“Equal parts engaging and creepy, this twisty tale deftly examines how secrets and regret can continue to reverberate through generations. A suspenseful story that examines how families haunt each other in life and death; possibly too creepy for late-night reading.” —Kirkus Reviews
Will Connor returns to his hometown, a village north of Boston, to care for his injured mother. He’s kept his distance from the town since high school, but once home he finds himself reexamining a horrific incident that took place during one of his mother’s “spirit circles.” His mother had embraced the hippie generation’s fascination with New Age and the arcane, but the unexpected death of a close friend put an end to the meetings of the modern-day coven.
Or did it?
As Will looks deeper into his family’s history he discovers that her practices weren’t so much a passing fad but the latest link in a long tradition of New England witchcraft, which still seems to hold a strange power over the town. Will hopes that unearthing the facts about the death will put his questions to rest, but there are those willing to resort to violence to keep those secrets buried.
|Publisher:||Hanover Square Press|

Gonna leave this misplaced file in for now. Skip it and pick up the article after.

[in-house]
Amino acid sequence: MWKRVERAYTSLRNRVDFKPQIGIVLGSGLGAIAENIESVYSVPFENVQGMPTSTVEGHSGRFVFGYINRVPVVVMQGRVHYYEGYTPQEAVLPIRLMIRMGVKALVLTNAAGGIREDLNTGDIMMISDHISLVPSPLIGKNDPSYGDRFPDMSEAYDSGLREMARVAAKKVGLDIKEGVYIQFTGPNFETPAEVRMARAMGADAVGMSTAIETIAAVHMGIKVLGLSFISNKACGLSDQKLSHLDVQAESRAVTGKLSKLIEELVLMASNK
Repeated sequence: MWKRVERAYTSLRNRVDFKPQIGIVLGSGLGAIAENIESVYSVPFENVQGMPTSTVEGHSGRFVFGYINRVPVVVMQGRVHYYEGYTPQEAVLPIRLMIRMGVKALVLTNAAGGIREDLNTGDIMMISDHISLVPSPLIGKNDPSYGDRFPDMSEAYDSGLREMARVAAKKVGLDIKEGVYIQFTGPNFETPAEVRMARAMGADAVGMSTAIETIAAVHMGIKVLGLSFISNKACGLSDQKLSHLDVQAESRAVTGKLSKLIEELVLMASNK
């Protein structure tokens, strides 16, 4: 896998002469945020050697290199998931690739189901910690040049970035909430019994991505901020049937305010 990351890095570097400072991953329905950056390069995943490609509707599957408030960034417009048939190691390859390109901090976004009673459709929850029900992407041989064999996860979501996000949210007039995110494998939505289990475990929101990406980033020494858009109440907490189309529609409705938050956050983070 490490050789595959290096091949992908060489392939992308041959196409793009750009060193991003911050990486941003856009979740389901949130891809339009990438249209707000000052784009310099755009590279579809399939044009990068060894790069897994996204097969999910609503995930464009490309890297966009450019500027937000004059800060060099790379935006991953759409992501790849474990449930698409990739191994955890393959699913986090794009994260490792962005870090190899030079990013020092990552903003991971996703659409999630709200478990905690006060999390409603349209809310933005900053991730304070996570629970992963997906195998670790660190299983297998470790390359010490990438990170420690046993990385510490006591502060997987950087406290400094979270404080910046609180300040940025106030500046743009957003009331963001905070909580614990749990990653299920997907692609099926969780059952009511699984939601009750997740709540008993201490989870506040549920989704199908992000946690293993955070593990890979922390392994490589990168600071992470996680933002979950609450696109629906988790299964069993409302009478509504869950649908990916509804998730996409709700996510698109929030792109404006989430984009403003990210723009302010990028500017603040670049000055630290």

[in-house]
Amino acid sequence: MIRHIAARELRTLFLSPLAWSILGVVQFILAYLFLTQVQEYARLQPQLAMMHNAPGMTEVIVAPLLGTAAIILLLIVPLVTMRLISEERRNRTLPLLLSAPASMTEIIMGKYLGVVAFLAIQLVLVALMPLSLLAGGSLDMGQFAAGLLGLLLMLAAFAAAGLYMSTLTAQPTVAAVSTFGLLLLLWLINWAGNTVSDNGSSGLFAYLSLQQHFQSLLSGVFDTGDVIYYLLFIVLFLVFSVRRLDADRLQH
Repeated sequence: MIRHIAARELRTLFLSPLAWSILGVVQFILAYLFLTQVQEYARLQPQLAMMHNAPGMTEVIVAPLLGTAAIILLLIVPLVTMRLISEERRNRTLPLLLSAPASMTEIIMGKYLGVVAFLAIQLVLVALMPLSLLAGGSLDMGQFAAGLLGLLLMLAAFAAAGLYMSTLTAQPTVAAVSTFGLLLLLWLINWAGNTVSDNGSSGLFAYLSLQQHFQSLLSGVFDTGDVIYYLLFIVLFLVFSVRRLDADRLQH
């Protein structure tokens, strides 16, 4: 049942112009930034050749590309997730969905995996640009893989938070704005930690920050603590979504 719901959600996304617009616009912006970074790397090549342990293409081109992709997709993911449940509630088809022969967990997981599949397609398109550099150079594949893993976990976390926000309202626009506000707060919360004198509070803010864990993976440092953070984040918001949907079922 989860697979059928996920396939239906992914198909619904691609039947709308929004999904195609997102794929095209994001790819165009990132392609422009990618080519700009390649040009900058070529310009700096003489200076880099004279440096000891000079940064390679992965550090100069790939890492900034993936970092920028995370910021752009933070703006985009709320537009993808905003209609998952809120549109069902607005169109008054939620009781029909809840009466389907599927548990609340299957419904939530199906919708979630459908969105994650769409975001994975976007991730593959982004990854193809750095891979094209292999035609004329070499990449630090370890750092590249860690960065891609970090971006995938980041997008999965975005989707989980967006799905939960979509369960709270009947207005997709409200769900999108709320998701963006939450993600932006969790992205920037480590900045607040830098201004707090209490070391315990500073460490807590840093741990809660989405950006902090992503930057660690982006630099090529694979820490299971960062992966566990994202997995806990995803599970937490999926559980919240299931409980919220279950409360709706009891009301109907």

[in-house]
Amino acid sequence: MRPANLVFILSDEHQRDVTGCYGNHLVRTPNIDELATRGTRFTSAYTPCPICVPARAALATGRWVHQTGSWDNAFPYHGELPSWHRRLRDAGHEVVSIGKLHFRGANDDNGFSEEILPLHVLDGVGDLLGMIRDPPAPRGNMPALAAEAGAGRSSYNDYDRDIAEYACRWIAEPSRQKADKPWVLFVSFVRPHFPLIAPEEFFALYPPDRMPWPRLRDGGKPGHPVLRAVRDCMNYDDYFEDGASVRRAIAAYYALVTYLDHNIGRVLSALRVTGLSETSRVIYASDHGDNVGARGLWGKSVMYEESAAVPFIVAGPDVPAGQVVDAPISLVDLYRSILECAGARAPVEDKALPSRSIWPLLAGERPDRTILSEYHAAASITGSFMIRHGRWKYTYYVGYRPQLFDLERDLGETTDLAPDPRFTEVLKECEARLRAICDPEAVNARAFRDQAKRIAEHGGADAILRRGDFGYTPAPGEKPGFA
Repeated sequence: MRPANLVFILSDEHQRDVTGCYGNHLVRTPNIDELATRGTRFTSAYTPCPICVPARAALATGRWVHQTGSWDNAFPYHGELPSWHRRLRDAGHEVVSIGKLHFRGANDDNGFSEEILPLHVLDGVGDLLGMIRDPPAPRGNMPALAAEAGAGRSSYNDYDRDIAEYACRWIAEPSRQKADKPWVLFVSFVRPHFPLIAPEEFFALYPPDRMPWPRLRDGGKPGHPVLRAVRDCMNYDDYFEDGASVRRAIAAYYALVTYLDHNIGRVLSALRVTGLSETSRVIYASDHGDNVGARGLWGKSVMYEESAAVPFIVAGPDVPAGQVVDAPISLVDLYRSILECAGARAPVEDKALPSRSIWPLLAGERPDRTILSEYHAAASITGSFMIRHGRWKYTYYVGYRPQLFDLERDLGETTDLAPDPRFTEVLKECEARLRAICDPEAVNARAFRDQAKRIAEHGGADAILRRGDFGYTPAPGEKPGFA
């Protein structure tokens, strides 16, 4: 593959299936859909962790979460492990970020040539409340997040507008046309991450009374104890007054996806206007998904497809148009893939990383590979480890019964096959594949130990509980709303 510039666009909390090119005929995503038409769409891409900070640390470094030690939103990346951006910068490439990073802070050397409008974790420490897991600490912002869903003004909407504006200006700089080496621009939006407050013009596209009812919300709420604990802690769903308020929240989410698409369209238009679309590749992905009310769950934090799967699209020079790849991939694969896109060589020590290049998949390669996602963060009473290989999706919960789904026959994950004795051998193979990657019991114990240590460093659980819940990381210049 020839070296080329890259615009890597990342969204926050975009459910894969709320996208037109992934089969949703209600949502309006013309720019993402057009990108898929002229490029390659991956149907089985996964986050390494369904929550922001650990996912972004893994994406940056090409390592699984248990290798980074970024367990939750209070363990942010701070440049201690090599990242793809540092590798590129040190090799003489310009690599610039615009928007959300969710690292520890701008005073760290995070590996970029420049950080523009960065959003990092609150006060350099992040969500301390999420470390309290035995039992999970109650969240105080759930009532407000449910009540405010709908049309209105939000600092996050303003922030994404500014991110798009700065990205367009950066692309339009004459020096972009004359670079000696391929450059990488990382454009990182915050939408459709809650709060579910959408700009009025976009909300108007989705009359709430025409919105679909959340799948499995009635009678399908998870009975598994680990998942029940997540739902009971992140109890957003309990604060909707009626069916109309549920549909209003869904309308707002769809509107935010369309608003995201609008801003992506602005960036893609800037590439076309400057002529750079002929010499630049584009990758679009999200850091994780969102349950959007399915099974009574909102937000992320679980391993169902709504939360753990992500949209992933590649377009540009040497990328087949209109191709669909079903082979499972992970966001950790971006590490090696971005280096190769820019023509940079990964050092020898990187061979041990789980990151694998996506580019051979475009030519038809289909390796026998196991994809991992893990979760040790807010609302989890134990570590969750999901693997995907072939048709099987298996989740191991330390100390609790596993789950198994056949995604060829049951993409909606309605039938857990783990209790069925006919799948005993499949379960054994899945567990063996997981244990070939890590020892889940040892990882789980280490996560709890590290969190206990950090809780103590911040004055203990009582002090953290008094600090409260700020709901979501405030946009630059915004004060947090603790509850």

|Product dimensions:||5.50(w) x 8.20(h) x 1.30(d)|
About the Author
Neil Olson is the author of The Icon, a novel of art theft and family intrigue, and the play Dealers. He lives in New York City with his wife and works in the publishing industry.
Most Helpful Customer Reviews
When Professor Will’s mother, Abigail, falls down her back steps and into a coma, he is forced to travel back to his small hometown in Before the Devil Fell. The village that Will grew up in is full of secrets. Were Abigail’s friends from his childhood doing something more sinister than having a new-age’y “spirit circle”? What happened when he was five to destroy the family feeling of the town? Is there still something supernatural lurking there? I have mixed feelings about Before the Devil Fell. On one hand, the mystery was good and I was surprised by the perpetrator. But on the other hand, I wanted more from the supernatural element. For horror, I want it to be balls-to-the-wall scary. This was just “creepy” in an atmospheric sort of way. Perhaps I read the book synopsis incorrectly but I was expecting more New England shenanigans. You know like witches or demons or something. Possibly that is because it is Halloween month. I think as long as you are not expecting that aspect of the book to shine, this would be a 4 star read for the mystery. However, for myself, I would rate it as 3.5 stars rounded up. Thanks to Hanover Square Press, Harlequin Books, and NetGalley for a copy in exchange for my honest review.